Hi. I know I'm demonstrating alarming new zeal for frequent postings, but just roll with it. I was feel pretty tired all the time earlier in the month, I wasn't gaining any new followers or many comments, and the blog became a slog rather than an outlet and a pleasure, so I begrudgingly attempted to maintain the "one post a week" status quo without attempting to find any new inspiration. But! I am out of it now. The slump is over. Enjoy.
(Embarrassingly for me, I'm pretty sure the reason I have found new legs is because of a conversation with a friend back home, who told me I was his third most viewed page, and that he checked the blog a few times every day, and this pandered so delightfully so my writer's vanity that you're lucky I'm holding back from thrice daily postings).
So! If you enjoy reading these as much as I am now enjoying writing them, you have only this friend to thank for holding up a mirror and showing me Halle Berry.
The purpose of this post, however, is not to laud both this friend and myself (deserving though we BOTH are of laud..ation), but rather to TOTALLY OVERRIDE the former post. Those people are no longer my favourite people in Japan (I play fast and loose with my Japanese affections). Because last night I met, for certain, my favourite person in Japan.
Today is a public holiday ("Labour Thanksgiving Day" thank you very much), and as such last night night became much more of a Saturday than a Monday. Aravin and I and a few friends had our usual Monday night Japanese lesson, but rather than heading home afterwards, ventured out in Susukino for the delights of Hinode and nometabehodaii (it's like she's speaking another language...).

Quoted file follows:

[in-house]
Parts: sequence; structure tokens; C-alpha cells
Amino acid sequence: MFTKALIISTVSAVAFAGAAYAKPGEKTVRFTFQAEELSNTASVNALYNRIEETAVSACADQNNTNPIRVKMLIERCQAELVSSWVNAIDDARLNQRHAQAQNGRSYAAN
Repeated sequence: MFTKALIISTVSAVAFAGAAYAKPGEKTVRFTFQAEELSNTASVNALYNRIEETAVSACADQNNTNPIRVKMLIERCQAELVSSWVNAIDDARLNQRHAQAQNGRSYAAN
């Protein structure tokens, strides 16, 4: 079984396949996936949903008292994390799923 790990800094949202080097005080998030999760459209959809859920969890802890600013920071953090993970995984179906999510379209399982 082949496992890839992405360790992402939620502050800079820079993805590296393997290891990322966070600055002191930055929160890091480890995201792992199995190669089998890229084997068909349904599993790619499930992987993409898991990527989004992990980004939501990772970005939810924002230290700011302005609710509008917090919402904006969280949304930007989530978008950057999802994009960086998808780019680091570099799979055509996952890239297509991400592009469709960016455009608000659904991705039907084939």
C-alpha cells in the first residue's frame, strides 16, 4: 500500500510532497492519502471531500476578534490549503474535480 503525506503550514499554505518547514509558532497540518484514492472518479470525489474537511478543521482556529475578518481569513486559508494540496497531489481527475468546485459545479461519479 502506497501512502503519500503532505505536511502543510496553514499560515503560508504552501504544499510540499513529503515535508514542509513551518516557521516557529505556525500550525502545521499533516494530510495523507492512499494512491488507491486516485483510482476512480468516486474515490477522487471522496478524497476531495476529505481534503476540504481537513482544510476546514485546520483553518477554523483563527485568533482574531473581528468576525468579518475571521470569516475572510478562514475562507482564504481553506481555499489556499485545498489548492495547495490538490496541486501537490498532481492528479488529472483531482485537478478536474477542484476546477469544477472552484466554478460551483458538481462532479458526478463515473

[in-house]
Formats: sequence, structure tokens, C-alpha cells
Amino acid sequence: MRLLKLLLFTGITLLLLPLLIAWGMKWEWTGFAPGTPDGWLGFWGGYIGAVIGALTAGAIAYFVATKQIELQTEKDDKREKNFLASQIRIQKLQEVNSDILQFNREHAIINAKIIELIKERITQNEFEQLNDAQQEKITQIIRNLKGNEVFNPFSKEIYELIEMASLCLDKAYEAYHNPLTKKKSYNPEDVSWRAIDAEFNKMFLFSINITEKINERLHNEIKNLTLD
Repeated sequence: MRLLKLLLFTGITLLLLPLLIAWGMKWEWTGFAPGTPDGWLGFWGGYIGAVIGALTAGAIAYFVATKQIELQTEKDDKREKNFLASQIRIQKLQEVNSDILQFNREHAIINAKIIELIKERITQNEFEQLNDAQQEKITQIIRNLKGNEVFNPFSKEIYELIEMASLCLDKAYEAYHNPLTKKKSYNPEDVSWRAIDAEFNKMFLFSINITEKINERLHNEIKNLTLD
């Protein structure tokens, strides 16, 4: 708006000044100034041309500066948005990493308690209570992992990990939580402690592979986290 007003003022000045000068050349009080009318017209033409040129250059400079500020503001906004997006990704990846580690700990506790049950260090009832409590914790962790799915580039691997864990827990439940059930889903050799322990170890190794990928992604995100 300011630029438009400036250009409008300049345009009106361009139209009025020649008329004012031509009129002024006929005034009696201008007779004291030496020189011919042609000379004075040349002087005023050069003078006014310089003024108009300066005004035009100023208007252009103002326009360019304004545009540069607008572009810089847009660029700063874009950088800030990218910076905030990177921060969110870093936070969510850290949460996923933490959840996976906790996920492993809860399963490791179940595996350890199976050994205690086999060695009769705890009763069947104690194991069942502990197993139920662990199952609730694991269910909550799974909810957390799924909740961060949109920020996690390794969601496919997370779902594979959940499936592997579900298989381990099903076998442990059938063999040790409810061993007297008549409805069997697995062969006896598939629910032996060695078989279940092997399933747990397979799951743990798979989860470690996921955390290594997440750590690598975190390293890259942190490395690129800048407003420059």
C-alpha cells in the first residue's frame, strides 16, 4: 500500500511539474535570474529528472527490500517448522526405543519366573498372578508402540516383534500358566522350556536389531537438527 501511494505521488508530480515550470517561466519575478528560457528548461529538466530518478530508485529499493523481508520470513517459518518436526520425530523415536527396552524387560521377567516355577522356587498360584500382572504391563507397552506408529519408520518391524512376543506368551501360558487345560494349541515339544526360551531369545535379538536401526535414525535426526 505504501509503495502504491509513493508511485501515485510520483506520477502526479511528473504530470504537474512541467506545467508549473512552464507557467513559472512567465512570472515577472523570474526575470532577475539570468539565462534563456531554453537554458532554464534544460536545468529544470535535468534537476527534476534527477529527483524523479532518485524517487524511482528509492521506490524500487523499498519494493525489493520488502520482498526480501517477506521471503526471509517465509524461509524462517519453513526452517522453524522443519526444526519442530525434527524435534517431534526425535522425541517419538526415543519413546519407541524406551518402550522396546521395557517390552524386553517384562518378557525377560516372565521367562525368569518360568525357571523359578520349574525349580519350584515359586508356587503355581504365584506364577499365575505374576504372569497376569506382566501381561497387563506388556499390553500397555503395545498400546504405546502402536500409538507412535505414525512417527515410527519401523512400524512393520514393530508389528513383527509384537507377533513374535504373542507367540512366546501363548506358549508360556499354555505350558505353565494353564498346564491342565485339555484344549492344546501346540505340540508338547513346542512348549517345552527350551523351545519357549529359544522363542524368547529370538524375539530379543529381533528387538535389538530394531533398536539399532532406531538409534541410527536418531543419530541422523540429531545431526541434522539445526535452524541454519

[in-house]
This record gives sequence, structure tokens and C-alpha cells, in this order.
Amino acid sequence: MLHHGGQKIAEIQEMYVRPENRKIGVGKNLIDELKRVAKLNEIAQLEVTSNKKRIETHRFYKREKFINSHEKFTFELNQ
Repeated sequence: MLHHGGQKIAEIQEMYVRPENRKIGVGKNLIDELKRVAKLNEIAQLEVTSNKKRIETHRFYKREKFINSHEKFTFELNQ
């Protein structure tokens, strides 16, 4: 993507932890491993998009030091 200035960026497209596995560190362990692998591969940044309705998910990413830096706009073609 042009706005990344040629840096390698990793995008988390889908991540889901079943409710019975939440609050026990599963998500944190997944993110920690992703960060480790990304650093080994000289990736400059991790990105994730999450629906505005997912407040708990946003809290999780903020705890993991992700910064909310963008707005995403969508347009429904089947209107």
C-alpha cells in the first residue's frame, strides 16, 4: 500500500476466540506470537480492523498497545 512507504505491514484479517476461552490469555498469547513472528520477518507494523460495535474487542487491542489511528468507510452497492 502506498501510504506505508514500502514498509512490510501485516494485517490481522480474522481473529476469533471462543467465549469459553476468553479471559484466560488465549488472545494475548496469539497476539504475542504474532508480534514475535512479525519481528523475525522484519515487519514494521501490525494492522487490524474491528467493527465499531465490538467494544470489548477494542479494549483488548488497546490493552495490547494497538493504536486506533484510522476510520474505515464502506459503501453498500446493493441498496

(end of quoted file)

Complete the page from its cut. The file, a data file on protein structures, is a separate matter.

Hinode is a cheap and cheerful restaurant, frequented mainly by university students gearing up for a night out, so the atmosphere is rowdy and smoky, and feels a bit like someone hijacked a night club, filled it with tables and made everyone sit down and have something to eat. The servers are all notably attractive Japanese males possessed of the ability to carry no less than 10 beers at any one time (a "nomehodai" is an all-you-can-drink and a "tabehodai" is all-you-can-eat, so understandably a restaurant braving the realms of the "nometabehodai" requires waitstaff with strong forearms). As usually happens, by the end of the evening, at least one male from our table had been kidnapped by a table of giggling Japanese women, and at least one member of our group was on her feet drunkenly bopping to the J-pop in the background while neighbouring tables covertly took pictures on cellphones. We ate such culinary delights as giant shrimp, mayonnaise and sweetcorn pizza (don't knock til ya try) and fried rice, and sampled alarming combinations of alcohol (I myself was quite reserved, imbibing only beer, red wine and hot sake); and then, inevitably, the kick-out came once two hours had passed.